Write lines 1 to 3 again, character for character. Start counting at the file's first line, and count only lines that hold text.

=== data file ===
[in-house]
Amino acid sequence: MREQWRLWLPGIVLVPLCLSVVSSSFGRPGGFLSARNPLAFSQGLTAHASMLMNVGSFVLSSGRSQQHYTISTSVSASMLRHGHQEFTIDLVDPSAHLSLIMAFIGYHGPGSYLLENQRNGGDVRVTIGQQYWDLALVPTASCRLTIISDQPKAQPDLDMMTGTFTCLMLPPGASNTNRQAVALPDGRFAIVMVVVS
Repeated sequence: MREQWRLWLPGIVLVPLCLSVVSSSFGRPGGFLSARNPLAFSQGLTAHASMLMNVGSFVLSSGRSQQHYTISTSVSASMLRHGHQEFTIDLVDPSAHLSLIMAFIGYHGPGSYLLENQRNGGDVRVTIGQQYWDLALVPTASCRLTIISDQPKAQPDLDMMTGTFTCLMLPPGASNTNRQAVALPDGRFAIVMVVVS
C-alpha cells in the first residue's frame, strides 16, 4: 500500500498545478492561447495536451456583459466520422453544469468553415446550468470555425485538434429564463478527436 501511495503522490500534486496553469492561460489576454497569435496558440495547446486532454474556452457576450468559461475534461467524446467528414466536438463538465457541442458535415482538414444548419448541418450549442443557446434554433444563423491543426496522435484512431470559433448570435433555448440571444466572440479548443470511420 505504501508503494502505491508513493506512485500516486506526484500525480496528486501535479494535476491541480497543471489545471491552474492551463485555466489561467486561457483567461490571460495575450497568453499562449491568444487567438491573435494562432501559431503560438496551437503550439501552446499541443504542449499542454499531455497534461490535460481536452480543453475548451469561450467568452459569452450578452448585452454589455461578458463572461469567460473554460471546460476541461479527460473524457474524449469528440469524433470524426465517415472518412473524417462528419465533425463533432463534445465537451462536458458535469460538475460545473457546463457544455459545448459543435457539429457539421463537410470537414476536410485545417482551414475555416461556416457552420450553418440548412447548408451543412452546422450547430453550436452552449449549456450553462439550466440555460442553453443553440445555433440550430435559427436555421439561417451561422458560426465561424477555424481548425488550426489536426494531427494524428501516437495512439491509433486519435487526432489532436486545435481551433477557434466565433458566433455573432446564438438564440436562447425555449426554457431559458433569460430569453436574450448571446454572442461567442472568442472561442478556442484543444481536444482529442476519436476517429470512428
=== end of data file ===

[in-house]
Amino acid sequence: MREQWRLWLPGIVLVPLCLSVVSSSFGRPGGFLSARNPLAFSQGLTAHASMLMNVGSFVLSSGRSQQHYTISTSVSASMLRHGHQEFTIDLVDPSAHLSLIMAFIGYHGPGSYLLENQRNGGDVRVTIGQQYWDLALVPTASCRLTIISDQPKAQPDLDMMTGTFTCLMLPPGASNTNRQAVALPDGRFAIVMVVVS
Repeated sequence: MREQWRLWLPGIVLVPLCLSVVSSSFGRPGGFLSARNPLAFSQGLTAHASMLMNVGSFVLSSGRSQQHYTISTSVSASMLRHGHQEFTIDLVDPSAHLSLIMAFIGYHGPGSYLLENQRNGGDVRVTIGQQYWDLALVPTASCRLTIISDQPKAQPDLDMMTGTFTCLMLPPGASNTNRQAVALPDGRFAIVMVVVS